Martha Lopez said she began working for Diversified days after arriving in Nashville from Los Angeles in December 2012. A friend told her about a job notice tacked to the bulletin board at their neighborhood Latino market. She called about it, and the woman who answered put her to work before dawn the next day, cleaning a Target store. The woman promised to pay her in cash, no questions asked, and handed her the pay card assigned to “M Hernandez Cleme,” Lopez said.
“They always told me that person had papers and had been in their system for many years,” said Lopez, 42. “So that’s how they could pay me.”
Gaunce confirmed that the name on the pay card belongs to a former employee but said she had seen no evidence that any Diversified manager distributed ex-workers’ pay cards to current employees. She also said the company was unaware that Lopez is undocumented, and the firm has been unable to corroborate her claims of unpaid wages. Gaunce said the firm does have a record of employing Lopez, though it dates to 2013, ending Dec. 24 that year.
Lopez said she worked cleaning five Target stores in the Nashville area for Diversified over about 5½ years. She had four managers over that time, she said, and they all had her use the same pay card — until it stopped working early this year.
Lopez said that by the time her manager replaced the card weeks later — with one that said “DMS Employee” — she’d racked up $3,708.75 in unpaid wages. In August, she’d had enough. She was tired of the schedule — seven days a week with no overtime and no time for breaks, she said — so she quit.
Eventually, Lopez met some people from an immigrant labor advocacy group called Dignidad Obrera. Staff members told her about two janitors who last year also said they’d been shorted by Diversified — and collected from the company. Like Lopez, the men said they were given pay cards with other people’s names. One was issued to a woman named Alma Hernandez; the other to Angel Amaro, the workers said. Gaunce said both are names of former Diversified employees.
On Aug. 17, 2017, Gaunce sent an email agreeing to pay double what the men were seeking, without disputing or admitting to any of their allegations. The lawyer asked that in return, the men stop their protests, the email shows. Gaunce told Bloomberg that the company’s internal investigations found no merit to the men’s complaints, but “we wanted to ensure nothing had been miscommunicated or had evaded our processes.”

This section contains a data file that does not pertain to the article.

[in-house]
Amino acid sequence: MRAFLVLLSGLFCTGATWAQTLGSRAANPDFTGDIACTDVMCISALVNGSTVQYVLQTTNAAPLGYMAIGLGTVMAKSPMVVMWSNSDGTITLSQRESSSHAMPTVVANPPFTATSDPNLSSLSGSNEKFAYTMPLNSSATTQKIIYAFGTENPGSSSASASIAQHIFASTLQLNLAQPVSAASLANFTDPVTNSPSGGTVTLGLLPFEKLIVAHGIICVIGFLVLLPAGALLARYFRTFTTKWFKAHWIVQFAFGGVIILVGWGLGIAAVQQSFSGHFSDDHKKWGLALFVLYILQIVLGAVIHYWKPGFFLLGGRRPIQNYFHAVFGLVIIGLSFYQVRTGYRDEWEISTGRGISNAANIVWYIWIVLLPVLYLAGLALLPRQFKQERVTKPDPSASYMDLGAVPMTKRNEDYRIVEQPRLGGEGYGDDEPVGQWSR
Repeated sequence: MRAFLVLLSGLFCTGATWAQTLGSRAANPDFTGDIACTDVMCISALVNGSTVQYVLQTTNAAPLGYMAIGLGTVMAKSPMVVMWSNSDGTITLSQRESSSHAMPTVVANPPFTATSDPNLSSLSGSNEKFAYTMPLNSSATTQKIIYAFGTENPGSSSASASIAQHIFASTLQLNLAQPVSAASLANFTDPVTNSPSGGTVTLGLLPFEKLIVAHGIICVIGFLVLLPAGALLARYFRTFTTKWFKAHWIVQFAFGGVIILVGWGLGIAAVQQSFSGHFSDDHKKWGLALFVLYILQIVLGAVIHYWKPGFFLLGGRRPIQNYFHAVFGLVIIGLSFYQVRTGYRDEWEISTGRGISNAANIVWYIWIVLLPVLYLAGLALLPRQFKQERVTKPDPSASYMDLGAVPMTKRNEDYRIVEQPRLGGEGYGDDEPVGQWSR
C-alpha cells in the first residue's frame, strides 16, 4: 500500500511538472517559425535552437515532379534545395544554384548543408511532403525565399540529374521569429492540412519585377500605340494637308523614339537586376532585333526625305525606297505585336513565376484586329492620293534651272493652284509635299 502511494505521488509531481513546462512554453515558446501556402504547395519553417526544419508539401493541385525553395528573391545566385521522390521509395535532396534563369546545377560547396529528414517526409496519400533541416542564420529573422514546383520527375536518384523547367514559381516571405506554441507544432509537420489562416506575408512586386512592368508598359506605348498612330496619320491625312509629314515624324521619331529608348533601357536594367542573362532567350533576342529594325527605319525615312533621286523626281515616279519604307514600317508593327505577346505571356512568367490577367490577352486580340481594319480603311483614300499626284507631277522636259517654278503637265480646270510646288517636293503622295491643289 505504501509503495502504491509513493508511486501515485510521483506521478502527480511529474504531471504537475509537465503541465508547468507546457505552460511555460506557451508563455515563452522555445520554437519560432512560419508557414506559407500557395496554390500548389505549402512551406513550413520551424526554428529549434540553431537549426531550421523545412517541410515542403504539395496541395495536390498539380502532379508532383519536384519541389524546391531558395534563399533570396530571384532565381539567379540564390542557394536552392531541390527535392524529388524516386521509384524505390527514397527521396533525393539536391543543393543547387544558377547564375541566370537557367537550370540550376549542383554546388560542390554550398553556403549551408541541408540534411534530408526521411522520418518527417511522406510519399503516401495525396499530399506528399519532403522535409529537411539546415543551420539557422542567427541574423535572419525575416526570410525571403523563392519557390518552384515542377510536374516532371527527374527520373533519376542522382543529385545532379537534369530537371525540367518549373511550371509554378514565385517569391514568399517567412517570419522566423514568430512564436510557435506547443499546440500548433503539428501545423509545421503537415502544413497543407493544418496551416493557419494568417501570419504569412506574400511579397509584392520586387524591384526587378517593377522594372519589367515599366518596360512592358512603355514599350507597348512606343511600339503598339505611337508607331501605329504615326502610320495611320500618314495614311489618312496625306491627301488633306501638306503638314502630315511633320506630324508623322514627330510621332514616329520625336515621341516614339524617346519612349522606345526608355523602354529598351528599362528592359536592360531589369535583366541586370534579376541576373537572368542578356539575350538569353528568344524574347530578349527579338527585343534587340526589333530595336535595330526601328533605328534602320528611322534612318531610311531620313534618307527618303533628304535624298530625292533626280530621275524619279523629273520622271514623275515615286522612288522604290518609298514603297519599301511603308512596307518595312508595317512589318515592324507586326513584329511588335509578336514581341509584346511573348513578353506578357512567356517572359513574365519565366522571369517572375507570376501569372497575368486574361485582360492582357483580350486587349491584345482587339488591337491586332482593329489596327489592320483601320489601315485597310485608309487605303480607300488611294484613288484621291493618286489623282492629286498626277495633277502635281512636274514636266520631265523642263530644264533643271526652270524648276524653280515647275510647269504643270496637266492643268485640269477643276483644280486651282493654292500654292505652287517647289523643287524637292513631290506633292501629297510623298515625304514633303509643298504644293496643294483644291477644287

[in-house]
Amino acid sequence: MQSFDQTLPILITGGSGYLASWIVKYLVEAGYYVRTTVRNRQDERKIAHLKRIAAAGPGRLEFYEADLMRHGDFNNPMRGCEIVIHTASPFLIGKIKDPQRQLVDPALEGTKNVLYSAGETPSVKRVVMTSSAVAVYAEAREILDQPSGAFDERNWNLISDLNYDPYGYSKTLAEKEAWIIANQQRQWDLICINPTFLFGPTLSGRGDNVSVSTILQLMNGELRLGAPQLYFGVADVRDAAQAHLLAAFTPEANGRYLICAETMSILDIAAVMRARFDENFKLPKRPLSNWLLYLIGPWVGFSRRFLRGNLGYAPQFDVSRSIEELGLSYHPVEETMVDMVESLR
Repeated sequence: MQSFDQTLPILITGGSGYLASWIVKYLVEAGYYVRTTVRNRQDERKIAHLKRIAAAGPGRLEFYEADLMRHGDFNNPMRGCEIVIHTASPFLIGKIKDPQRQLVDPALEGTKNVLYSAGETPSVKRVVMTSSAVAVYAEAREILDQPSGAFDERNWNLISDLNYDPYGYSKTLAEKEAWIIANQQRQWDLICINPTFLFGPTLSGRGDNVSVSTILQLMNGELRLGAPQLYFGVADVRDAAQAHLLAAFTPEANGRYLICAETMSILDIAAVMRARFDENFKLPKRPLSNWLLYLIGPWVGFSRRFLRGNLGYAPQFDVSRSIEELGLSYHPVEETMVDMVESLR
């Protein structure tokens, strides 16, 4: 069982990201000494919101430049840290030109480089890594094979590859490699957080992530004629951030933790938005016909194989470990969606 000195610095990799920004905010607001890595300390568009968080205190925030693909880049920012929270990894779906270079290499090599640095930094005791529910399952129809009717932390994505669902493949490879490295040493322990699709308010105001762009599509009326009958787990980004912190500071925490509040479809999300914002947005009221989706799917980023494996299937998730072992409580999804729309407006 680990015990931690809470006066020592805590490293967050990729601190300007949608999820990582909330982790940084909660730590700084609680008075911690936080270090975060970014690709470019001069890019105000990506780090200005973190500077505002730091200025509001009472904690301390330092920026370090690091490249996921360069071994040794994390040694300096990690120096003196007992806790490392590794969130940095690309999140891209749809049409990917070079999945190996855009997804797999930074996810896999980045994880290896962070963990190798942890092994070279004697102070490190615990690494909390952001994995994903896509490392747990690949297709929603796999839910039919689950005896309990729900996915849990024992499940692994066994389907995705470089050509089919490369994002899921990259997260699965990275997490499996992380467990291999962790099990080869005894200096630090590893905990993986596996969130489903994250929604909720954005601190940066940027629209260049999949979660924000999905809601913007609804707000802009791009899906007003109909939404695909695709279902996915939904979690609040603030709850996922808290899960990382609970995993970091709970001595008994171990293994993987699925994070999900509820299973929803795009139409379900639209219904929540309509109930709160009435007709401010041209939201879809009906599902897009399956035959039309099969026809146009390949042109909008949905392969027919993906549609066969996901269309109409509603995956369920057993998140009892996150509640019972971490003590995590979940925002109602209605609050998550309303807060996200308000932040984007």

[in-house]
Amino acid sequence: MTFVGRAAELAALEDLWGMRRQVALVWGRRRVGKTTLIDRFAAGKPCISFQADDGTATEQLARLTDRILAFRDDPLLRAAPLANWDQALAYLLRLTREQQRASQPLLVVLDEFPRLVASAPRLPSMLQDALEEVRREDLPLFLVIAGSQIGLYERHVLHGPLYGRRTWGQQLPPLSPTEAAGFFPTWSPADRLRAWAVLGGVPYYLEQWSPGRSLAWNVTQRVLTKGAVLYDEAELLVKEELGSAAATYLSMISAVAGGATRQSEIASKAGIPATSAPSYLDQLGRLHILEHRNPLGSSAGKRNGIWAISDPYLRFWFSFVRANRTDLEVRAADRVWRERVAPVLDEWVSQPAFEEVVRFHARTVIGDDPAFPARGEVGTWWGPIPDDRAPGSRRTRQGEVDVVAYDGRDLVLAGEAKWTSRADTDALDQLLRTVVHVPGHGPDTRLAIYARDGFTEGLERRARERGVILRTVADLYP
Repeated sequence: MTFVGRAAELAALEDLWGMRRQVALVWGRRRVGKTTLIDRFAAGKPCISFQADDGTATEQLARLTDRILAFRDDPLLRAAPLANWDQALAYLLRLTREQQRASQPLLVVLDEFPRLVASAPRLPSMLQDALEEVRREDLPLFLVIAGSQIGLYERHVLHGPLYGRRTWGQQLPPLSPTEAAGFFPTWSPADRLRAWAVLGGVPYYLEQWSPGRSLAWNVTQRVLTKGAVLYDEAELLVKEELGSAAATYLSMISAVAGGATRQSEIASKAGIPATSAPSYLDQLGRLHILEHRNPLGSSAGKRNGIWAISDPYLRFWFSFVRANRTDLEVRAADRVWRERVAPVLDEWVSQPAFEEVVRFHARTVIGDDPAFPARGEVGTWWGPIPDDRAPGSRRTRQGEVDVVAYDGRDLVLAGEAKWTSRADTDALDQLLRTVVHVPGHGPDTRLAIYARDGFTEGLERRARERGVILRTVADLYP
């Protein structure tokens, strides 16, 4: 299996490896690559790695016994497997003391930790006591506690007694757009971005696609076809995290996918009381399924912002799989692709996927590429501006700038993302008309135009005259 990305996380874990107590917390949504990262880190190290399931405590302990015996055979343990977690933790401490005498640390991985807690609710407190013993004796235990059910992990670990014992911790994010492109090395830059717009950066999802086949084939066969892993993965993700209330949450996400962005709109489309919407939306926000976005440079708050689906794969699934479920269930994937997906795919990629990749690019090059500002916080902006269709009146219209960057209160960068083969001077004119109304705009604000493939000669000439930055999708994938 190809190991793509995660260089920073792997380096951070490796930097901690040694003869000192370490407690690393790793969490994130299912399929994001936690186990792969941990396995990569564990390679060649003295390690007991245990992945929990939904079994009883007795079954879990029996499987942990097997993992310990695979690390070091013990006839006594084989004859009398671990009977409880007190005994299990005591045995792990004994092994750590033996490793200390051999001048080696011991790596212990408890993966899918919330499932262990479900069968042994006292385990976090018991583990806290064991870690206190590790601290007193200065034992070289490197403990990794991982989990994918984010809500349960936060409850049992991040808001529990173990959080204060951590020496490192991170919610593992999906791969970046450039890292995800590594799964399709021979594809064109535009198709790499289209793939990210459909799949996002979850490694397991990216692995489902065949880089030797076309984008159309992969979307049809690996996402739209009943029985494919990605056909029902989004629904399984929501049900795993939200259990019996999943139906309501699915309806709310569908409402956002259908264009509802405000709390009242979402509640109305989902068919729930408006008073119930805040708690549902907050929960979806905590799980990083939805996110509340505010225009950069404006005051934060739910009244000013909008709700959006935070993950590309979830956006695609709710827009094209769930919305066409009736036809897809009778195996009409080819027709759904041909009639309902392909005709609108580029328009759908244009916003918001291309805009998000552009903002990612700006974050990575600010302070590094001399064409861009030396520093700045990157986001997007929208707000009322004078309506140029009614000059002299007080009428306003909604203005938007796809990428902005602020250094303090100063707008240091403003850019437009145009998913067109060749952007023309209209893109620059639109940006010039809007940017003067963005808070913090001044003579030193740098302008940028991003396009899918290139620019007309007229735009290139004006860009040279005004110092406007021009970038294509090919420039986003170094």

Lopez was inspired by their success. She and another Mexican immigrant who had worked with her cleaning the Brentwood store reached out to Dignidad Obrera. The group, which doesn’t inquire about workers’ immigration status, helped her write a letter to Diversified demanding double their back pay. On Sept. 19, Lopez received a letter from Gaunce asking for more documentation of her work for Diversified because the firm’s records indicated she hadn’t been active in the payroll system for more than four years. “I hope you can understand our confusion,” the letter said.
Lopez took her grievance to Target’s front door. That October morning, she and three fellow members of Dignidad Obrera gathered beside the customer service desk in the Brentwood store to give their complaint letter to a manager and ask for help.
When the store manager refused to accept the letter, Lopez was taken aback. “You guys work through Diversified,” the manager said, according to a video of the encounter. “We, unfortunately, don’t have any ability to do anything directly for you.”
After Bloomberg asked about Lopez’s allegations, Target met this month with Diversified’s chief executive, Derek Gordon. According to a Target executive familiar with the meeting, Gordon pledged to investigate and address the issues raised.
Target spokeswoman Jenna Reck said the retailer is “firmly committed to responsible business conduct and we hold our team, business partners and vendors to the highest standards. We require our vendors to follow all applicable laws and regulations for their business.”
A few days after the meeting with Gordon, Target said it would cancel Diversified’s contract in Tennessee. It also said that because of the allegations, it would order a more extensive look into all the contractor’s work for Target, as part of a scheduled annual audit. The auditor’s findings “will inform the next steps for our national contract with Diversified” in 22 other states, Reck said.
Diversified said it has always performed well in Target’s annual audits and will cooperate with this one. “We appreciate their concern for their brand in light of these unwarranted claims,” it said in a statement. As for Lopez’s allegations, Diversified said she and the workers group hadn’t provided sufficient proof of her claims, but it paid her anyway.
A check in the amount Lopez had demanded arrived last week — bearing her real name.
Smith and Etter write for Bloomberg.